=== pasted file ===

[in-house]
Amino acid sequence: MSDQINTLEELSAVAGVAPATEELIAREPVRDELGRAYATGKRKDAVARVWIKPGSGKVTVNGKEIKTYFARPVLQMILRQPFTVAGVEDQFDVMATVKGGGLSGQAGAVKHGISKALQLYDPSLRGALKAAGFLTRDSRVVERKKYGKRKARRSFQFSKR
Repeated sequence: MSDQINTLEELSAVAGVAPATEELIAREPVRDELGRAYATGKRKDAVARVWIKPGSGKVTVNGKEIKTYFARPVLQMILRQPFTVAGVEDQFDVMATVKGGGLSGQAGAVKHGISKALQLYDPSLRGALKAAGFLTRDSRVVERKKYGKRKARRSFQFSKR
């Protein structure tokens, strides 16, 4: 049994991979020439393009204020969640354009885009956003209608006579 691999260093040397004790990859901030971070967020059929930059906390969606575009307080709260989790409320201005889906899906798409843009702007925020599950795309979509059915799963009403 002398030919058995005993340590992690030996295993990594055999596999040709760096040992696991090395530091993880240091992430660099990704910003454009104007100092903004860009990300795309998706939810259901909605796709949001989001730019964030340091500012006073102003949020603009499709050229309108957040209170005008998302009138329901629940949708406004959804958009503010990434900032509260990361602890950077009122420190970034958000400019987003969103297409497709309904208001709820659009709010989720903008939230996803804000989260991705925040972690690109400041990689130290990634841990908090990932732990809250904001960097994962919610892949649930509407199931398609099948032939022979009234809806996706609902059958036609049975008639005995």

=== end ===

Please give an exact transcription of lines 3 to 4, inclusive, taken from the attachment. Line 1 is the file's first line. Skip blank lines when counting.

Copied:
Repeated sequence: MSDQINTLEELSAVAGVAPATEELIAREPVRDELGRAYATGKRKDAVARVWIKPGSGKVTVNGKEIKTYFARPVLQMILRQPFTVAGVEDQFDVMATVKGGGLSGQAGAVKHGISKALQLYDPSLRGALKAAGFLTRDSRVVERKKYGKRKARRSFQFSKR
């Protein structure tokens, strides 16, 4: 049994991979020439393009204020969640354009885009956003209608006579 691999260093040397004790990859901030971070967020059929930059906390969606575009307080709260989790409320201005889906899906798409843009702007925020599950795309979509059915799963009403 002398030919058995005993340590992690030996295993990594055999596999040709760096040992696991090395530091993880240091992430660099990704910003454009104007100092903004860009990300795309998706939810259901909605796709949001989001730019964030340091500012006073102003949020603009499709050229309108957040209170005008998302009138329901629940949708406004959804958009503010990434900032509260990361602890950077009122420190970034958000400019987003969103297409497709309904208001709820659009709010989720903008939230996803804000989260991705925040972690690109400041990689130290990634841990908090990932732990809250904001960097994962919610892949649930509407199931398609099948032939022979009234809806996706609902059958036609049975008639005995």